When a high school student takes college courses while in high school, it’s called dual enrollment. Dual enrollment courses count for both high school and college credit.
Although colleges prefer AP courses, dual enrollment is often a better option for homeschoolers. Not only is community college more readily available, it shows colleges that your homeschooled child is capable of managing a college class.
Dual enrollment puts your child’s transcript through the rigor test that colleges use to evaluate the difficulty of high school work. It beefs up the high school transcript and lends credibility to your child’s homeschool GPA.
Dual enrollment also gives your child a head start on college graduation by giving him actual college credits. But keep in mind, he is also entering college with a college GPA.
Online Dual Enrollment
My daughter took all her dual enrollment courses online through Liberty University. She watched lectures on video, interacted with classmates on a forum, took timed tests, wrote papers, and filmed speeches that she uploaded. All four courses she took were accepted for credit at the University of Georgia. Because she made A’s in her dual enrollment courses at Liberty, she entered college with a 4.0.
Private online colleges are a more expensive option than community college courses. However, it worked better for my daughter to pursue the online option because she needed the flexibility that accommodated her ballet schedule. The environment at Liberty also nurtured and supported her Christian beliefs.
Community College Dual Enrollment
Taking courses at a local community college can be a good way to transition from homeschool to college. Your child will learn how to navigate college life—ordering books, handling registration, and utilizing professor hours and tutoring services—while living at home.
Your child might also have an opportunity to join groups and organizations in his area of interest. For example, one homeschooler joined the newspaper staff, enabling her to gain experience and polish her resume.
However there are some cautions to consider, and the most important one may surprise you:
If your child is strong in a particular area of interest, it is wise not to have him take that course for dual enrollment. Why? Because you want your child to enter his four-year college taking the freshmen level courses in his area of interest. Not only will the subject be taught differently at a four-year college, you want your child to stand out to professors in his area of interest. If your child completes entry-level courses at a junior college, he may end up as an 18 year old in a classroom with 20 year olds. Even if your child is strong in the subject, he will be at a disadvantage and his great aptitude will be overlooked. This would be a disservice to your child.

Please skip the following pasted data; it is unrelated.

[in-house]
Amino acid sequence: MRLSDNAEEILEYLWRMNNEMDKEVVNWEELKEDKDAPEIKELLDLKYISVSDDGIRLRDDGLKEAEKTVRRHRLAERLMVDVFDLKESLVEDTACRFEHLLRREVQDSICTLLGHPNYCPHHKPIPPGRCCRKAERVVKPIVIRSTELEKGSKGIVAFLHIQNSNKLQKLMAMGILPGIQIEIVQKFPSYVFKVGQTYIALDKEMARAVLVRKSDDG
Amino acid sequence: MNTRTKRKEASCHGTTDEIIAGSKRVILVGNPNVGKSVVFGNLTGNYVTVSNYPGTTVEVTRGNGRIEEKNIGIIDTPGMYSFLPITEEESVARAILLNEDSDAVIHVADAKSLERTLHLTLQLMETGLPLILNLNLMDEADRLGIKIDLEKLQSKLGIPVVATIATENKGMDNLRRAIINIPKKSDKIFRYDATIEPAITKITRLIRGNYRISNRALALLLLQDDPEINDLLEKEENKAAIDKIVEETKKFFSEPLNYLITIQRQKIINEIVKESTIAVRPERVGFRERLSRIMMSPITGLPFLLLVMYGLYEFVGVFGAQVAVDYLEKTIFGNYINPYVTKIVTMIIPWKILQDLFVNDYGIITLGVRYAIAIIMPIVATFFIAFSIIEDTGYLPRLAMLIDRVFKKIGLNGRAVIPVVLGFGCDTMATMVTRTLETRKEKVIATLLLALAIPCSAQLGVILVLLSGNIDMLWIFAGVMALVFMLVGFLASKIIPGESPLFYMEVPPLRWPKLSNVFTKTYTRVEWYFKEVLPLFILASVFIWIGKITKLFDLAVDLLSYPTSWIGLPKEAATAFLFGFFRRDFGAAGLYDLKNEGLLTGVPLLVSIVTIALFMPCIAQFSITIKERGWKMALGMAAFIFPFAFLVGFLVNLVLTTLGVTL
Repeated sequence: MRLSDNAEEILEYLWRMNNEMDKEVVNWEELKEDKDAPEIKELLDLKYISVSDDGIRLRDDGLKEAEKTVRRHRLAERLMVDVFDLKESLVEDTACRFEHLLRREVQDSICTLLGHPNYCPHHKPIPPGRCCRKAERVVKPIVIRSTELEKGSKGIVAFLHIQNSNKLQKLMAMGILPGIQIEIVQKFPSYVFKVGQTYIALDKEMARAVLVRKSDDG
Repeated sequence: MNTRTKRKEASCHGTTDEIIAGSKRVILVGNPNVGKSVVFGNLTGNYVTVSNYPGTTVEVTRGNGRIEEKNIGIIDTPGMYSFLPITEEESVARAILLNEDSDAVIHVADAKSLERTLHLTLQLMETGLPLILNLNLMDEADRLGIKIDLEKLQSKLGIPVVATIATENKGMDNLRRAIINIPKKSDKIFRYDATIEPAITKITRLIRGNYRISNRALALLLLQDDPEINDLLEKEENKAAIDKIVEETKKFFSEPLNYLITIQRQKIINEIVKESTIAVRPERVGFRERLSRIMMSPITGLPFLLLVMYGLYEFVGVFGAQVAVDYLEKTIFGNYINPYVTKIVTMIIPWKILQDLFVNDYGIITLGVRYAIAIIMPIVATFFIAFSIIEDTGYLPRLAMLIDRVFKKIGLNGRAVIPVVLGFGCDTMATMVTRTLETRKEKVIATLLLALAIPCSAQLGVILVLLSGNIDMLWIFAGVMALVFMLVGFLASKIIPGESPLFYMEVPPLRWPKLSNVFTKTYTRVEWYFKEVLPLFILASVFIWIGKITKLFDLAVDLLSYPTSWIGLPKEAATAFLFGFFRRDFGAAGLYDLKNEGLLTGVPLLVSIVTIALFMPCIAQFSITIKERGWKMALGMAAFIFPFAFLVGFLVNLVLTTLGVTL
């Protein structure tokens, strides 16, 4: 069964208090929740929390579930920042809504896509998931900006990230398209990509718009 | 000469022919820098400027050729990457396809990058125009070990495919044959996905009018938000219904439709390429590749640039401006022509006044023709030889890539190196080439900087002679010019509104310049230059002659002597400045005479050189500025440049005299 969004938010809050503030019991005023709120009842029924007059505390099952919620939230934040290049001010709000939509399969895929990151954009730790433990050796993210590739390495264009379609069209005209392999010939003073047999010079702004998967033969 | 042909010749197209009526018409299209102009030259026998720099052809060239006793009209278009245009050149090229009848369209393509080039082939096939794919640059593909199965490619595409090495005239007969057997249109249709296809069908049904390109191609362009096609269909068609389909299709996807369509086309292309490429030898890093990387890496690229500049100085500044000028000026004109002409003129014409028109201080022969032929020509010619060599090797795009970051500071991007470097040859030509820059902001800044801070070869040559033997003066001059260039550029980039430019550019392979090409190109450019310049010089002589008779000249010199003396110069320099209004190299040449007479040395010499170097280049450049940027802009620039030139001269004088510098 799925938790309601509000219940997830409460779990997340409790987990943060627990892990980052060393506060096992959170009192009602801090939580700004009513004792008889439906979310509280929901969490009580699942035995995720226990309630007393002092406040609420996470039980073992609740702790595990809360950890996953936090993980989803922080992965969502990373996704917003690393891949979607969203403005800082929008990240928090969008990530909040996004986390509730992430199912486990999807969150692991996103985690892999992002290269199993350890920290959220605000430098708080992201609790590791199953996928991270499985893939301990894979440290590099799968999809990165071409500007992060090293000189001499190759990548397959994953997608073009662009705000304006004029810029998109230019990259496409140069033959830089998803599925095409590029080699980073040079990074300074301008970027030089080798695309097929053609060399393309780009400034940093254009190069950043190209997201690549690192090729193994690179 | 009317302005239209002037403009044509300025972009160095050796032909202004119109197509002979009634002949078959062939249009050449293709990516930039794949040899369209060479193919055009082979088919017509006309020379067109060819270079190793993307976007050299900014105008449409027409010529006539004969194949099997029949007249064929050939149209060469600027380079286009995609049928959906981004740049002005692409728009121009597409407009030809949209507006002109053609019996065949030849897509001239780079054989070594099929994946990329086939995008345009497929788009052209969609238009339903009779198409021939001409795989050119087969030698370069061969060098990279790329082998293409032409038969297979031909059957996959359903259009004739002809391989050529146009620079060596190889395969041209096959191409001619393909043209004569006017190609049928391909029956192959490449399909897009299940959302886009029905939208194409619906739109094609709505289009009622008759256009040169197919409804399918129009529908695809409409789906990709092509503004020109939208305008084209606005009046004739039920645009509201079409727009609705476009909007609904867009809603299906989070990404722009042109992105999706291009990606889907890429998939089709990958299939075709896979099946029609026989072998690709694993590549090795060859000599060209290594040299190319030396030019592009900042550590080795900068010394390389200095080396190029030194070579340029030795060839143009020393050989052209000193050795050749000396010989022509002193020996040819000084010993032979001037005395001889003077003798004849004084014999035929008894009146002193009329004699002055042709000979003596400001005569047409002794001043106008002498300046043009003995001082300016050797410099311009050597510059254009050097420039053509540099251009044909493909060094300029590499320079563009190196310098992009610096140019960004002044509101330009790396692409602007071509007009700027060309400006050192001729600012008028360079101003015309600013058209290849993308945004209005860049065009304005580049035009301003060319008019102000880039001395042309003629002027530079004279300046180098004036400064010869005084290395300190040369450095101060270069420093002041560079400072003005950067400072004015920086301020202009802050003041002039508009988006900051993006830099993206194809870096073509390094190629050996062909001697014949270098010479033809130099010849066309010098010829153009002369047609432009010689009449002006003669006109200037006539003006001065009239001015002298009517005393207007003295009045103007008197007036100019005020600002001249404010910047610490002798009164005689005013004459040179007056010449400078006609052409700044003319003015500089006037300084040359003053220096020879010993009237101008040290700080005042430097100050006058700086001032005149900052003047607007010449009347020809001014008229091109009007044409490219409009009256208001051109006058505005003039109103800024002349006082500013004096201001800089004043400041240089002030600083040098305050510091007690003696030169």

Think of it this way: If your child wants to be a biologist and takes Biology 101 at a junior college, then enters a four year college and takes Biology 201, he might not be adequately prepared. He will seem like a struggling student rather than the bright stellar student he really is.
It’s best to get those courses he doesn’t love out of the way by dual enrolling. That way, when he gets to college, he can focus on the courses he does love.
Here are some other cautions to consider when deciding whether or not to dual enroll:
If your child does not do well, it becomes part of his permanent college record and will affect his ability to get into a four-year college.
Most major universities are particular about which credits they accept from community colleges. The courses must match their course descriptions and be considered rigorous. Thus, your child’s credits may not transfer.
Some college professors have no qualms about discussing casual sex, drugs, and alcohol in a positive way.
Some college professors are adamantly against anything that resembles religion. Your student might have to exercise caution when expressing his opinion in both class and in writing assignments. One student was chastised by her professor because she had a Scripture in the tagline of her email.
Some fellow students may exhibit behavior and vocabulary that are offensive.
Ready or Not?
So is your child ready for dual enrollment? Spend some time in prayer, talk it over with your child, and decide the best course to take.
Most colleges require students to have taken the SAT or ACT to dual enroll. So if you intend to dual enroll in 11th grade, be sure to take the test well in advance.
Some states, like Georgia, will pay some of the expenses incurred when your student
Most community colleges and universities have their dual enrollment guidelines online. If you have any questions, call the admissions office. They’ll be happy to talk to you about their dual enrollment program.
Whether or not you dual enroll, remember, God has a great plan for your child’s future. If you do not feel led to begin college early, that’s because it isn’t the right course for your child.
Many, LORD my God, are the wonders you have done, the things you planned for us. Psalm 40:5